• We are also able to purchase local foods through joining a community-supported agriculture program, or CSA. With a CSA, we are purchasing a share of a particular farmer’s (or set of farmers’) crops. The produce is delivered to us once a week at a pick-up spot near our apartment. This month we will start the spring CSA round, getting our fruits, vegetables, and eggs — all organic — for $24/week for two people. You can easily find farmers markets and CSAs in your area by visiting Local Harvest.
  • The last way to get local, inexpensive fruits and vegetables is to pick them ourselves. Last summer, for example, my husband and I spent a lovely afternoon picking organic blueberries for $1/pound. In the 60 miles around Atlanta there are places to pick everything from pecans to raspberries to apples, so I hope we will utilize these methods more often in the future. (You can find places to pick your own by going to Google and typing “u-pick” with the name of the food and your state. Or search at Pick Your Own.) Two of my goals for this year are to procure an energy-efficient deep freezer, and to learn to can produce so that we can store our local bounty for longer periods of time!

Eating local foods is our top strategy for saving money, but we have several methods of trying to keep our grocery costs reasonable.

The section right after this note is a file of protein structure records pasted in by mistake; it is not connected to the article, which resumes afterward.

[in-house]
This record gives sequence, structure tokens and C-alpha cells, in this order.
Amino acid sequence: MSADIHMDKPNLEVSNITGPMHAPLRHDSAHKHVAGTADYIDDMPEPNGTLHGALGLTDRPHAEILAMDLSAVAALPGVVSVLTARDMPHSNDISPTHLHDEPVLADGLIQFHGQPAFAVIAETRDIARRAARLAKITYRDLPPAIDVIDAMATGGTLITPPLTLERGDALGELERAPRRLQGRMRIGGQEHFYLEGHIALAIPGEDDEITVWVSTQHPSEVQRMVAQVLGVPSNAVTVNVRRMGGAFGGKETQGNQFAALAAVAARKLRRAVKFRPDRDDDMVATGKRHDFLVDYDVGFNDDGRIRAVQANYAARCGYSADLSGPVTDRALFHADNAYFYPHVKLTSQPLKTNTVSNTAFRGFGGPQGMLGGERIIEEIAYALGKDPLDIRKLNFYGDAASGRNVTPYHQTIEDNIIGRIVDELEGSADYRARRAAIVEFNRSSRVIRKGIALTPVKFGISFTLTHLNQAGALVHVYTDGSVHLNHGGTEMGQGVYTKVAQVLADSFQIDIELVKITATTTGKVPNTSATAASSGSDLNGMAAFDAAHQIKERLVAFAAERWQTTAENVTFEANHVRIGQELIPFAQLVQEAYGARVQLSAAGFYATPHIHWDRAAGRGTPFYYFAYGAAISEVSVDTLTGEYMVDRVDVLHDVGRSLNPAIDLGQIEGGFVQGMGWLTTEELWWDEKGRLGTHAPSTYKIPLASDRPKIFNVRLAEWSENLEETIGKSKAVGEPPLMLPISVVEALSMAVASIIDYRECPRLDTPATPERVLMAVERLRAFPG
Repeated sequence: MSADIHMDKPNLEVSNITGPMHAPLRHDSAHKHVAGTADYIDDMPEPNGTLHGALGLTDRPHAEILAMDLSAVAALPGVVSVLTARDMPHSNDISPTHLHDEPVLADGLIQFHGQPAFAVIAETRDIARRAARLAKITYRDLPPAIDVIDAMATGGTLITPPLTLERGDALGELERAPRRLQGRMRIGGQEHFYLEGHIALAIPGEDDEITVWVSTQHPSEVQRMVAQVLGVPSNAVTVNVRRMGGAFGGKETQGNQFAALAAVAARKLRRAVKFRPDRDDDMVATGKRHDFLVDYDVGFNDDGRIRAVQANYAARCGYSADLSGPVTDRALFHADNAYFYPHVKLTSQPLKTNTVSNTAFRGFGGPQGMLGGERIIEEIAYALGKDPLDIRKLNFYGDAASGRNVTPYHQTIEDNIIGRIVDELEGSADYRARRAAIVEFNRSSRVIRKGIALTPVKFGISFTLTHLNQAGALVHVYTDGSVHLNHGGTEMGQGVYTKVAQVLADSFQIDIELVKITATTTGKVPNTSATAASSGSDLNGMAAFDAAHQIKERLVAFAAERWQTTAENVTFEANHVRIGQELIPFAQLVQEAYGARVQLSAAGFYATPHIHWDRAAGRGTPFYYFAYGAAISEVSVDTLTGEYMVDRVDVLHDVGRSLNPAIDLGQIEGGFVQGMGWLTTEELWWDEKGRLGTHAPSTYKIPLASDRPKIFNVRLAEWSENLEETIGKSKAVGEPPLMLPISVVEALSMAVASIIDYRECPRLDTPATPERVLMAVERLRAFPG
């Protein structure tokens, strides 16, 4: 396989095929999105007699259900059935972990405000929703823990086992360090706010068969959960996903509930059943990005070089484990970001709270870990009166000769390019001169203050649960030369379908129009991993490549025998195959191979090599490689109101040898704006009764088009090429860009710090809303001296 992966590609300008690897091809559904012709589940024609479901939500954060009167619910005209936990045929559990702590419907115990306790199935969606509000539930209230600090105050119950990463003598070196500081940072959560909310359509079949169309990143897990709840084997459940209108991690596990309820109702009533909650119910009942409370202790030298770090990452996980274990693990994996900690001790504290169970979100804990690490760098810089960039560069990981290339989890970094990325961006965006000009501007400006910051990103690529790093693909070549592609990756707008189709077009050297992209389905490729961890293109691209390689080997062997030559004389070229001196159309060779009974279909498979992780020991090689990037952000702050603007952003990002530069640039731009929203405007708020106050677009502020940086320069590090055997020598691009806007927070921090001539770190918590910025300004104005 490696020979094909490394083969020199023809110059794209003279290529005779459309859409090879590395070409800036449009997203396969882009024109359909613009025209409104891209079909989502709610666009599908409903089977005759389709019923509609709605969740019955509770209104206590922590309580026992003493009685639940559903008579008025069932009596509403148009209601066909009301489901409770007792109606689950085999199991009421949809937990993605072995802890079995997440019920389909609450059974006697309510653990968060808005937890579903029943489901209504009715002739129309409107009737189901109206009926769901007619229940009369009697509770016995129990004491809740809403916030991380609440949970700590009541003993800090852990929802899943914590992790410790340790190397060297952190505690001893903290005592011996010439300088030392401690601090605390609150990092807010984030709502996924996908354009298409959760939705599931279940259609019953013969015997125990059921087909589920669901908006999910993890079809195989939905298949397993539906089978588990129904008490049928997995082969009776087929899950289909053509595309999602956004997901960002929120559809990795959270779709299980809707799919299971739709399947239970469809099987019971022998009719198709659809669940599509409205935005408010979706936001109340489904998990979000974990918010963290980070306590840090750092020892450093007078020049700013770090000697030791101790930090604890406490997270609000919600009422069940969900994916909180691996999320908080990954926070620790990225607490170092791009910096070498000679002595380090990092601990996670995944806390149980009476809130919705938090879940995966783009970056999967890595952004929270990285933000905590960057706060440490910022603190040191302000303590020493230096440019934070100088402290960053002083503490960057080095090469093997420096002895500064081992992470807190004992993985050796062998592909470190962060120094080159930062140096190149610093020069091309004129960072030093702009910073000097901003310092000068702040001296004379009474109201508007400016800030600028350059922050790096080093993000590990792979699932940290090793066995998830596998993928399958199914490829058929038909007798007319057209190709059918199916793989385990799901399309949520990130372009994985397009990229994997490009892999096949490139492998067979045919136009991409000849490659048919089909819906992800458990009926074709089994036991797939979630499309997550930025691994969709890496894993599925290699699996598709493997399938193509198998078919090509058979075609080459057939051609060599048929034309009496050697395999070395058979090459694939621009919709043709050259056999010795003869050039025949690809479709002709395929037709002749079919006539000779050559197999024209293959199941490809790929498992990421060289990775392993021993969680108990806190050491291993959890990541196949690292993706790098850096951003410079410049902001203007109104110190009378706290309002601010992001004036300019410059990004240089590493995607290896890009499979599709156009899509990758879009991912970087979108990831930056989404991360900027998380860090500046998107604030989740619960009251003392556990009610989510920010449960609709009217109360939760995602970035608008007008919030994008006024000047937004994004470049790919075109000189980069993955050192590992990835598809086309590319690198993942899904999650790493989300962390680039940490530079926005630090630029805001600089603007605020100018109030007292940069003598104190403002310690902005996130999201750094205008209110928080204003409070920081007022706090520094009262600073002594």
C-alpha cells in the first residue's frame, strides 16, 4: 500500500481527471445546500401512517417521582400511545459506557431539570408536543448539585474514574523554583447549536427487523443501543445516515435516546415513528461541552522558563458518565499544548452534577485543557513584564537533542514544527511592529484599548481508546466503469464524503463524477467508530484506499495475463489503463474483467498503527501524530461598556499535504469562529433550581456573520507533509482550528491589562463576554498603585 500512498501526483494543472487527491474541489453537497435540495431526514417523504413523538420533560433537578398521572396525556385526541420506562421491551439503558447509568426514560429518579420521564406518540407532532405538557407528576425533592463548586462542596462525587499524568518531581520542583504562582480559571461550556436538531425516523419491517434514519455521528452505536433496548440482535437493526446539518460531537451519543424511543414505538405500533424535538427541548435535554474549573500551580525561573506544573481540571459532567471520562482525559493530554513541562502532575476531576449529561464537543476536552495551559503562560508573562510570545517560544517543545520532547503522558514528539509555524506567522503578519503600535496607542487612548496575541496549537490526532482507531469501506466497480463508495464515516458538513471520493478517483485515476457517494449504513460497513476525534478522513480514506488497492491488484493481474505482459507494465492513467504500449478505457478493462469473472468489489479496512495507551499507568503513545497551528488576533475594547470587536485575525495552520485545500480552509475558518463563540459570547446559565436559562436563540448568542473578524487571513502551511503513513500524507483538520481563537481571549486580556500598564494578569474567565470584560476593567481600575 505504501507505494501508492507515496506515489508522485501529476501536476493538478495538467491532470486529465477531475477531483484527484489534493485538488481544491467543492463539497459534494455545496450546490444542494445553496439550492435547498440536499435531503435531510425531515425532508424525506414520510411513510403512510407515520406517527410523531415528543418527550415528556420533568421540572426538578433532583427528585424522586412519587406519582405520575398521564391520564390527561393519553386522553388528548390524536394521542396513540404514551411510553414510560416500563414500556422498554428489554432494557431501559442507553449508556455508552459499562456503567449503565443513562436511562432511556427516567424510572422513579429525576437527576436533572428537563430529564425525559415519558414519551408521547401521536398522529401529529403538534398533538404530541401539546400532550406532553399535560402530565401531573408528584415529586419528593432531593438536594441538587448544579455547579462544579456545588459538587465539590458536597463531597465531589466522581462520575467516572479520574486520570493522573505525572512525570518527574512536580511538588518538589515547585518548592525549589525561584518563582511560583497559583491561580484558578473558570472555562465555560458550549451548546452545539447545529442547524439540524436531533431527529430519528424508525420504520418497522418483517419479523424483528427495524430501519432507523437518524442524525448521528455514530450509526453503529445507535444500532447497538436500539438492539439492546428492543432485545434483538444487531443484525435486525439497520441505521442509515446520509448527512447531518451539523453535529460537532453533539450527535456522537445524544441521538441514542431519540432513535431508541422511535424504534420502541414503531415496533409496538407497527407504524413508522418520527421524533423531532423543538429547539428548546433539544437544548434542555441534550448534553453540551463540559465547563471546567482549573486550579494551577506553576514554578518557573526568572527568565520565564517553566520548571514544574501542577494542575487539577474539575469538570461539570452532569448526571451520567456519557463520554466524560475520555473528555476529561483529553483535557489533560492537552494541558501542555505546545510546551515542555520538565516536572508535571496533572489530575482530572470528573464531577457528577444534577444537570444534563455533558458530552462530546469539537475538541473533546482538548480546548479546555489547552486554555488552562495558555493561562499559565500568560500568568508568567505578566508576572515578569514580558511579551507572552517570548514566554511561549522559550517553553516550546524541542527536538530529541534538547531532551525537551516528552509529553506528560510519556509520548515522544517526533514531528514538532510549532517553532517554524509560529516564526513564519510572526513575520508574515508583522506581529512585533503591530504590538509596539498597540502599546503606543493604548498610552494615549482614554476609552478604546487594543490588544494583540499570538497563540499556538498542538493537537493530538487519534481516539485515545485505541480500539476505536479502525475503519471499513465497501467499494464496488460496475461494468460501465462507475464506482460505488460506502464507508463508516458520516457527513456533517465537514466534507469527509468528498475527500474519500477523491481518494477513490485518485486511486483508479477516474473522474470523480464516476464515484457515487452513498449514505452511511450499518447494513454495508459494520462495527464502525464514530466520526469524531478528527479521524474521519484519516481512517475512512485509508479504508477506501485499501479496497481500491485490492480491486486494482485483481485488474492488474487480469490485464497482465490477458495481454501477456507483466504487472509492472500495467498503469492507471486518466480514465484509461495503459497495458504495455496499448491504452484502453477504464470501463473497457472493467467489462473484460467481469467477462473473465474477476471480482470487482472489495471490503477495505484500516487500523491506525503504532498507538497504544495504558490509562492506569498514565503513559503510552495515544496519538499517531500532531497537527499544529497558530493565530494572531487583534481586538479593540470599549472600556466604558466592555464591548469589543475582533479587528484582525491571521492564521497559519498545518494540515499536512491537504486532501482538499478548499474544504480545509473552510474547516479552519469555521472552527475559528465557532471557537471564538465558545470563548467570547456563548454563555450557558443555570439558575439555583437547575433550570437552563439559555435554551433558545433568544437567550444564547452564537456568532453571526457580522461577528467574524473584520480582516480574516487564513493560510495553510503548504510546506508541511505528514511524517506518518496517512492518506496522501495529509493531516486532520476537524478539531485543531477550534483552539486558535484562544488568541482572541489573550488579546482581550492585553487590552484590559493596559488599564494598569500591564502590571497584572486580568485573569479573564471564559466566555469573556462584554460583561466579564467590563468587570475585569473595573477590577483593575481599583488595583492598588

• We buy frequently-used items in bulk at Costco (a membership-based store, similar to BJ’s and Sam’s Club) and, if those foods will spoil too quickly, split the items and the cost with friends. Costco has recently developed a much more extensive collection of organic foods than they previously offered.
  • We make liberal use of cheap vegetarian proteins: four servings of organic tofu will set you back $2; beans are even cheaper than that. Tofu and beans poorly prepared can be boring or even disgusting, but they can be marvelous when they are well-prepared. And eggs — oh, glorious eggs! A fried egg placed on some peppered asparagus or a frittata loaded with eggs, cheese, and vegetables can be a transcendent experience.
  • We attempt to keep our meals as empty of refined foods as possible. Pre-packaged meals, store-bought sauces, etc. are sometimes ridiculously expensive. Keeping many of our meals based on foods close to their natural state (steel-cut oats instead of instant, flavored oatmeal, for example) helps keep costs down.